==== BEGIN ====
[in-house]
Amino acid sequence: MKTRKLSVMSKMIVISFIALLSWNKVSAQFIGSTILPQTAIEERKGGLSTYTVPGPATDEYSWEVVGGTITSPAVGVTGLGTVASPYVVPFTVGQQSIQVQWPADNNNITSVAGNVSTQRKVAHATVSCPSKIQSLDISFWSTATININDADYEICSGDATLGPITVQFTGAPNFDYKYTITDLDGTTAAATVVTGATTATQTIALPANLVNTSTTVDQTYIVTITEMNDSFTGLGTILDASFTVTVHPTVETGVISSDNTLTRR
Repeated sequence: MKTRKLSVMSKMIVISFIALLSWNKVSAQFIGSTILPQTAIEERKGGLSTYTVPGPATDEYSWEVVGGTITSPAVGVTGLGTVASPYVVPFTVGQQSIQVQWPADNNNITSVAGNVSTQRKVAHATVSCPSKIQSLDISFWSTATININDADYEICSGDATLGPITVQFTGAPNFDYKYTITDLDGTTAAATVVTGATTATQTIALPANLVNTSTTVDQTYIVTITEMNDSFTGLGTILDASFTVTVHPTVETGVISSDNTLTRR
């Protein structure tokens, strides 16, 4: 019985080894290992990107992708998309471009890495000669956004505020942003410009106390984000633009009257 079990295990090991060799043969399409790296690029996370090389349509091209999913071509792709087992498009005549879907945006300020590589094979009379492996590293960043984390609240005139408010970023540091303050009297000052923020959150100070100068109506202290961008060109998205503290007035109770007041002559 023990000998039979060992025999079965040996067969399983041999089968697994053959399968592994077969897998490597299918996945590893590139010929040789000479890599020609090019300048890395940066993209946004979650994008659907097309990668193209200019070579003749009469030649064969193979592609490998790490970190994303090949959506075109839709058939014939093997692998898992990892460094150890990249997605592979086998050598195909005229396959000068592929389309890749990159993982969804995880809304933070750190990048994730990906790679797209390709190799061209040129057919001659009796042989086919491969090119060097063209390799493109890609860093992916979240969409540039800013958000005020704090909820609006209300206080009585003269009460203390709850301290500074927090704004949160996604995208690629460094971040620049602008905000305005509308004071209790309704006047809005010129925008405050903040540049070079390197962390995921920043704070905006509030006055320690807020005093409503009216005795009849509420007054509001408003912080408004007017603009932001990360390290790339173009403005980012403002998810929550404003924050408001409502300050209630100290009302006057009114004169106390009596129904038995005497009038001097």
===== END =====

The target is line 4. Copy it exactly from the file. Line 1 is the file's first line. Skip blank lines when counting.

């Protein structure tokens, strides 16, 4: 019985080894290992990107992708998309471009890495000669956004505020942003410009106390984000633009009257 079990295990090991060799043969399409790296690029996370090389349509091209999913071509792709087992498009005549879907945006300020590589094979009379492996590293960043984390609240005139408010970023540091303050009297000052923020959150100070100068109506202290961008060109998205503290007035109770007041002559 023990000998039979060992025999079965040996067969399983041999089968697994053959399968592994077969897998490597299918996945590893590139010929040789000479890599020609090019300048890395940066993209946004979650994008659907097309990668193209200019070579003749009469030649064969193979592609490998790490970190994303090949959506075109839709058939014939093997692998898992990892460094150890990249997605592979086998050598195909005229396959000068592929389309890749990159993982969804995880809304933070750190990048994730990906790679797209390709190799061209040129057919001659009796042989086919491969090119060097063209390799493109890609860093992916979240969409540039800013958000005020704090909820609006209300206080009585003269009460203390709850301290500074927090704004949160996604995208690629460094971040620049602008905000305005509308004071209790309704006047809005010129925008405050903040540049070079390197962390995921920043704070905006509030006055320690807020005093409503009216005795009849509420007054509001408003912080408004007017603009932001990360390290790339173009403005980012403002998810929550404003924050408001409502300050209630100290009302006057009114004169106390009596129904038995005497009038001097």